To become wealthy, there are a few things you have to do with your money.
Thomas C. Corley studied and interviewed 233 wealthy individuals over the course of four years and found three common ways they build their fortunes.
"Saver-investors" focused on having no debt, lived well below their means, and invested and saved for many years.
"Virtuosos" were the best of the best in their careers, and worked for companies that gave stock options or owned their own highly-profitable businesses.
"Dreamers" were the wealthiest group: They pursued a big dream and made it a reality, which led to some massive gain or income.
Over a nearly four-year period, I interviewed 233 wealthy individuals. During these interviews I asked each rich person 144 questions. It took me another 18 months to summarize and analyze their responses. In an effort to share my research I've written several books sharing their habits, thinking, psychology, decision-making, risk tolerance, careers and many other things, which I learned thanks to my Rich Habits Study.
One of the many things I learned was how they actually created their wealth.
What I found is that there were three predominant paths rich people pursued in order to accumulate their wealth.
1. The 'saver-investors'
Just less than 22% of the rich people in my Rich Habits Study fell into this category. The "saver-investors" all had zero debt, and the passive income generated by their invested savings was enough to meet or exceed their standard of living.
They all had five things in common:
They had a low standard of living and
They typically made a modest income and
Their modest income exceeded their low standard of living and
They saved 20% or more of their modest income for many years and
They consistently and prudently invested their savings for many years.
It took the Savers about 32 years to accumulate an average wealth of $3.4 million.
2. The 'virtuosos'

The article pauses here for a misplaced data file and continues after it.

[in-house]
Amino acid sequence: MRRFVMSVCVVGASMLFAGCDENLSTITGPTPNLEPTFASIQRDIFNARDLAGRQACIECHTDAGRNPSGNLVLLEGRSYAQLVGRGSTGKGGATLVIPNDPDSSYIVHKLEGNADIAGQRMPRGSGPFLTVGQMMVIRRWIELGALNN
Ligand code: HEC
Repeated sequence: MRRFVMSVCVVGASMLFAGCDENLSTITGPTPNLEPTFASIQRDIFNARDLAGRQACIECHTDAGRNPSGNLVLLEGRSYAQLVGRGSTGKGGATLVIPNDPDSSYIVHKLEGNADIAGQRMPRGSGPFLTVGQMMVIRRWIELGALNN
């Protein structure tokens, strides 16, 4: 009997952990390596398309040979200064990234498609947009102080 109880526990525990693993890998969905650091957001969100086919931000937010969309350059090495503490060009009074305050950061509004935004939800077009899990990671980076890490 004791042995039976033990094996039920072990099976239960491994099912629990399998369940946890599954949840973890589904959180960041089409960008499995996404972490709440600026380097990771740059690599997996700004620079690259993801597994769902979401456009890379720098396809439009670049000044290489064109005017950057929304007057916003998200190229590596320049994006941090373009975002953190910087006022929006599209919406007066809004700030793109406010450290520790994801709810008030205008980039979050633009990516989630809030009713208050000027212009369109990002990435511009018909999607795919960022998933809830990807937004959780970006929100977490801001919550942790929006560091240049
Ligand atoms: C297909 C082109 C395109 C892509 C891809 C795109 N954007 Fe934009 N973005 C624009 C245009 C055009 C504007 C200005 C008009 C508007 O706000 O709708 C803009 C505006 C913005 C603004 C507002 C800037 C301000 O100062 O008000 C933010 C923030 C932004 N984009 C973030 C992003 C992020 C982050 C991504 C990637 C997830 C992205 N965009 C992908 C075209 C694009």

Approximately 27% of the rich people in my study were "virtuosos." These rich people were virtuosos in their career, industry, or profession. They were among the best at what they did.
These individuals either worked for large, publicly-held corporations, in which a significant portion of their compensation was stock-based compensation or they were entrepreneurs/small business owners with enterprises that were highly profitable.
It took the virtuosos about 20 years to accumulate an average wealth of $4 million.
3. The 'dreamers'
The "dreamers" were by far the wealthiest group in my study. Approximately 51% of them were individuals who pursued some big dream and were able to turn that dream into a reality. Their dream eventually provided them with an enormous amount of income, profit, or gain, and they accumulated an average of $7.4 million in about twelve years.
The point to all of this is: There is more than one way to skin a cat. If you're risk averse, it does not disqualify you from becoming rich. If you have no dream or you're not interested in saving your way to wealth, becoming a virtuoso in what you do for a living can make you rich. If you are not a saver or a virtuoso, pursuing some dream that makes your heart sing can also make you wealthy.
If you want to be rich, the only important thing is to pick one path that works for you and stick with it for many years. The one common denominator all levels of wealth shared was time — it took many years to accumulate their wealth.